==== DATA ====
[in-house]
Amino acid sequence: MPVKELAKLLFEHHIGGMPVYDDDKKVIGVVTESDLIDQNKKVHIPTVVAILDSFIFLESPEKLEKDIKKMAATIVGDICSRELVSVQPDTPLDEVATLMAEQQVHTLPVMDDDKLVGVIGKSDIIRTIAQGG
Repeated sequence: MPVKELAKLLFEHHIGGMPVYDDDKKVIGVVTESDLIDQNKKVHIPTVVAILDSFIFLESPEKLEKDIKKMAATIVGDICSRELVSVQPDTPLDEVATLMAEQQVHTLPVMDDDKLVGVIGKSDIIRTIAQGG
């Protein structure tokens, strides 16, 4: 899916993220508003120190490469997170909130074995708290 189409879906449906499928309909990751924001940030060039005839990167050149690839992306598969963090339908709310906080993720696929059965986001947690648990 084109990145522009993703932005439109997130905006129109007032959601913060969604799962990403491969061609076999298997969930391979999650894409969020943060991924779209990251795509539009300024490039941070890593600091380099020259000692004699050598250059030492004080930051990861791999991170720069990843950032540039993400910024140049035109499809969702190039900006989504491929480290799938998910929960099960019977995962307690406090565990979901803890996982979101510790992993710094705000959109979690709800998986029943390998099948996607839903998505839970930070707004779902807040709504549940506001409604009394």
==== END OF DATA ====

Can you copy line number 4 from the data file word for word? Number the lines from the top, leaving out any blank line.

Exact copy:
């Protein structure tokens, strides 16, 4: 899916993220508003120190490469997170909130074995708290 189409879906449906499928309909990751924001940030060039005839990167050149690839992306598969963090339908709310906080993720696929059965986001947690648990 084109990145522009993703932005439109997130905006129109007032959601913060969604799962990403491969061609076999298997969930391979999650894409969020943060991924779209990251795509539009300024490039941070890593600091380099020259000692004699050598250059030492004080930051990861791999991170720069990843950032540039993400910024140049035109499809969702190039900006989504491929480290799938998910929960099960019977995962307690406090565990979901803890996982979101510790992993710094705000959109979690709800998986029943390998099948996607839903998505839970930070707004779902807040709504549940506001409604009394």